Review Summary: We all want more.
In a sense, it’s admirable how little Foster the People plays to their strengths on Sacred Hearts Club
, the group’s third full-length effort. Gone are the vibrant, psychedelia-tinged offerings of Supermodel
, its criminally underappreciated predecessor (full disclosure: I adore that record). In their place, frontman Mark Foster and co. have unleashed a slick set of songs more akin to EDM, hip-hop, and even house music. Prior to the album’s release, Foster said his primary intention in writing it was to create something joyful. Given the U.S.’s current sociopolitical climate, this was a commendable attitude to take, and its success is hard to argue against. In the process, however, Foster the People have seemingly sacrificed one of the most vital components of their sound: craft.
I’ll let you know right off the bat that the music is most effective when it does explore more familiar sonic territory. The jangly guitar-pop of “SHC”, the bass-driven groove of “I Love My Friends”, the romantic soundscapes of “Static Space Lover”, and off-kilter indie jam “Lotus Eater” stand out as clear highlights. Closing track “III” is perhaps their most ethereal track yet -- a simple, ghostly ode to God and to eternity that might make Richard Dawkins shed a tear. Beyond these tracks, the album suffers from a lack of focus. Take album centerpiece “Loyal Like Sid & Nancy”, for example, which has already become the LP’s most polarizing track, and for good reason. “Yeah, you're walking in stilettos, but your nose is bleeding out”, Mark Foster spits over the same beat you heard booming across the club the other night, right before your friend vomited into your lap. It’s uncharacteristic and off-putting, but not embarrassing, largely due to Foster’s tangible confidence and conviction. Around the three-minute mark, a dynamic shift occurs, with the arrival of a surprisingly moving string section. The song then fades out on an equally powerful piano motif, and you’re left wondering what the hell just happened. This kind of duality serves as the crux of Sacred Hearts Club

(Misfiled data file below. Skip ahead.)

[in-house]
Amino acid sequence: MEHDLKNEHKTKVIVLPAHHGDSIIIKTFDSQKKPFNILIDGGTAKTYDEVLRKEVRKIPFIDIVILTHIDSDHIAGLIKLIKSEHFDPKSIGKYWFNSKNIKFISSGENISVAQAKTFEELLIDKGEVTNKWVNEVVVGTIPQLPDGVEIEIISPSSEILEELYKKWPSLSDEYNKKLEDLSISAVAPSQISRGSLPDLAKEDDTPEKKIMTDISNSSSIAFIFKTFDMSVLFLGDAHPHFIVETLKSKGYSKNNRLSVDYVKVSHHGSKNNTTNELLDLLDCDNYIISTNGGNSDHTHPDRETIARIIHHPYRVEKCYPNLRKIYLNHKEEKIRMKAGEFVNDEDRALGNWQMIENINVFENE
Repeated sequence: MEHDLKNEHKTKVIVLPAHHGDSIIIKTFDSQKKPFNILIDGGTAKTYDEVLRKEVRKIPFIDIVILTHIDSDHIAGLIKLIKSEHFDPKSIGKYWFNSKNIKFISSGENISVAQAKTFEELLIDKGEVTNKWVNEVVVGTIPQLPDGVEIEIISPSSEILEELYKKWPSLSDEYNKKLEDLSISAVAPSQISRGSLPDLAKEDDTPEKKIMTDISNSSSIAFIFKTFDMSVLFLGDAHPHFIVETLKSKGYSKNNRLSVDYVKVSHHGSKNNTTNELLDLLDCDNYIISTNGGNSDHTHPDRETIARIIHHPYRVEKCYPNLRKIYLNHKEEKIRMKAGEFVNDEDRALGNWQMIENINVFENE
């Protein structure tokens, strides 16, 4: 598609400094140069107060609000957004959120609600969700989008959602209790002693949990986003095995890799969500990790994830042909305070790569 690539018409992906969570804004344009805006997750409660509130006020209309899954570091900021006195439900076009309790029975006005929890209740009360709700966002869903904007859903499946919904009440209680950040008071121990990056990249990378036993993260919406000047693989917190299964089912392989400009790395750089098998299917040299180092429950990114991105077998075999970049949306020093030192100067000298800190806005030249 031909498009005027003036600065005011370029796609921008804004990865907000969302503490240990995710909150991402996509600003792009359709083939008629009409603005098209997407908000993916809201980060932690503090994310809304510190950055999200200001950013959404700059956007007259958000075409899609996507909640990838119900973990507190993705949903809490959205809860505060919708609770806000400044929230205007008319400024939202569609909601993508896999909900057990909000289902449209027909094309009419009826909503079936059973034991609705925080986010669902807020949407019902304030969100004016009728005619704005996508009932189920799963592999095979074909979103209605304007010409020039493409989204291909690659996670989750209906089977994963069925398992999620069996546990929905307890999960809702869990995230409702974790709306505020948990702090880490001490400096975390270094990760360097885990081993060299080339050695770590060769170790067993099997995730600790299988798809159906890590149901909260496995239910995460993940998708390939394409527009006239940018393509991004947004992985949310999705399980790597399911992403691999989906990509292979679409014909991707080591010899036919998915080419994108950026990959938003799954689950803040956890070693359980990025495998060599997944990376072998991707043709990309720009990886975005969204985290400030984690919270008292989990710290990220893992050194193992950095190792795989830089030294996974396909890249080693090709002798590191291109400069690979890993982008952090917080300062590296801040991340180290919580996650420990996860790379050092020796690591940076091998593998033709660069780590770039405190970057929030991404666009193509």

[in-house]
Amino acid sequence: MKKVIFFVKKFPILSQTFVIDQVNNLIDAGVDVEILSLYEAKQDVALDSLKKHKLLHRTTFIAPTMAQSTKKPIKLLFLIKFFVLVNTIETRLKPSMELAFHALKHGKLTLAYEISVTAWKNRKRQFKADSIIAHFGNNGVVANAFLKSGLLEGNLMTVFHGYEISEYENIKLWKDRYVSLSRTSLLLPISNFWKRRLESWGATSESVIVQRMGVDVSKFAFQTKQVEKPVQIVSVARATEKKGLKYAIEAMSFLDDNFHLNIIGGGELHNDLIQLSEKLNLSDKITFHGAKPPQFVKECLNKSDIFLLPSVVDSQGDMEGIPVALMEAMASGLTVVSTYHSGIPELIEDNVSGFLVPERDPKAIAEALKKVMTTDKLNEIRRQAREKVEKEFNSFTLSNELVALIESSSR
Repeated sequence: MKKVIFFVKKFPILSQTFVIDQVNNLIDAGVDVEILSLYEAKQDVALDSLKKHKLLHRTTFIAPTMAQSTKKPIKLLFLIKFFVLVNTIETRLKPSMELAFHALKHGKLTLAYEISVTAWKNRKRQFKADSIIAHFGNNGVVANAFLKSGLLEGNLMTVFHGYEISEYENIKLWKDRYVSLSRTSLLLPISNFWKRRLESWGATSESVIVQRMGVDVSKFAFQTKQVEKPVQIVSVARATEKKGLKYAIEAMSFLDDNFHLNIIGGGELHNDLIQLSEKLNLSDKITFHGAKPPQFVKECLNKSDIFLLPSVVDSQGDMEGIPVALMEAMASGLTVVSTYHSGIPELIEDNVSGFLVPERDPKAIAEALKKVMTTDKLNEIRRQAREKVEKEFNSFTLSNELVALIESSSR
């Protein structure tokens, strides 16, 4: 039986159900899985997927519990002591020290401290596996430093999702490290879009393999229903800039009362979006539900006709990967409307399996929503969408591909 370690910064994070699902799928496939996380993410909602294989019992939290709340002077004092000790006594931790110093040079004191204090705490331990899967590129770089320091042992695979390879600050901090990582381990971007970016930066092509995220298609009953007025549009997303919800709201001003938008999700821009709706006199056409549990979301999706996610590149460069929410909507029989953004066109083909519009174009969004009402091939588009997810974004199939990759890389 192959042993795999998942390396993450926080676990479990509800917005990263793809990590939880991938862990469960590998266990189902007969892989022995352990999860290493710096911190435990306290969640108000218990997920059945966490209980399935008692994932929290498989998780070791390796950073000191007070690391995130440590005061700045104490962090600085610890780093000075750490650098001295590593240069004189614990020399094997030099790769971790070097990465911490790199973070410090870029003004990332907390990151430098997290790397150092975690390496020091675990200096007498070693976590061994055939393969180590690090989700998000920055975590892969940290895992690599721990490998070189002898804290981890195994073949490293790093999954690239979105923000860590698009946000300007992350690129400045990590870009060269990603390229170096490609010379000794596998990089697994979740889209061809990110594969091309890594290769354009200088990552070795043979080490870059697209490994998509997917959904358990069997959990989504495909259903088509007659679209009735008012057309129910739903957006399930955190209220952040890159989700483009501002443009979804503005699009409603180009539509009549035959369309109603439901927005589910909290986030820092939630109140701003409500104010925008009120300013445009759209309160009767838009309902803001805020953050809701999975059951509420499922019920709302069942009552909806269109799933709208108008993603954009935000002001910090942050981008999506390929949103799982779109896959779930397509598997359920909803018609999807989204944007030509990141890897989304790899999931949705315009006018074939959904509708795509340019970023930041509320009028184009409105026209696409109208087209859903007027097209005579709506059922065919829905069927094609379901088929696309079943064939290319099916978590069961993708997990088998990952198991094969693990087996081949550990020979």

. Obvious single “Sit Next to Me” benefits from a laid back ‘summer song’ vibe, but it struggles to leave a lasting impression. “Doing It for the Money”, cowritten by OneRepublic vocalist Ryan Tedder, is catchy enough but ultimately hollow. Furthermore, two compelling interludes pad out the record’s runtime, but both are too fragmented to garner much staying power; the Isom Innis-produced “Orange Dream” stomps away with an eerie stride, while Beach Boys tribute “Time to Get Closer” floats by in a thick, melodic haze.
Your first impressions of Sacred Hearts Club
will be dependent on which direction you wanted Foster the People to take after Supermodel
. If you wanted them to dive deeper into their radio-ready pop sensibilities, glossy tracks like “Doing It for the Money” & “Pay the Man” will immediately catch your ears. If you wanted them to double down on that record’s aesthetics, you might be put off entirely. But at the core of Sacred Hearts Club
, beyond any restrictions of one’s tastes, there is certainly enjoyable music to be found. Just don’t let the neon lights blind you on the way there.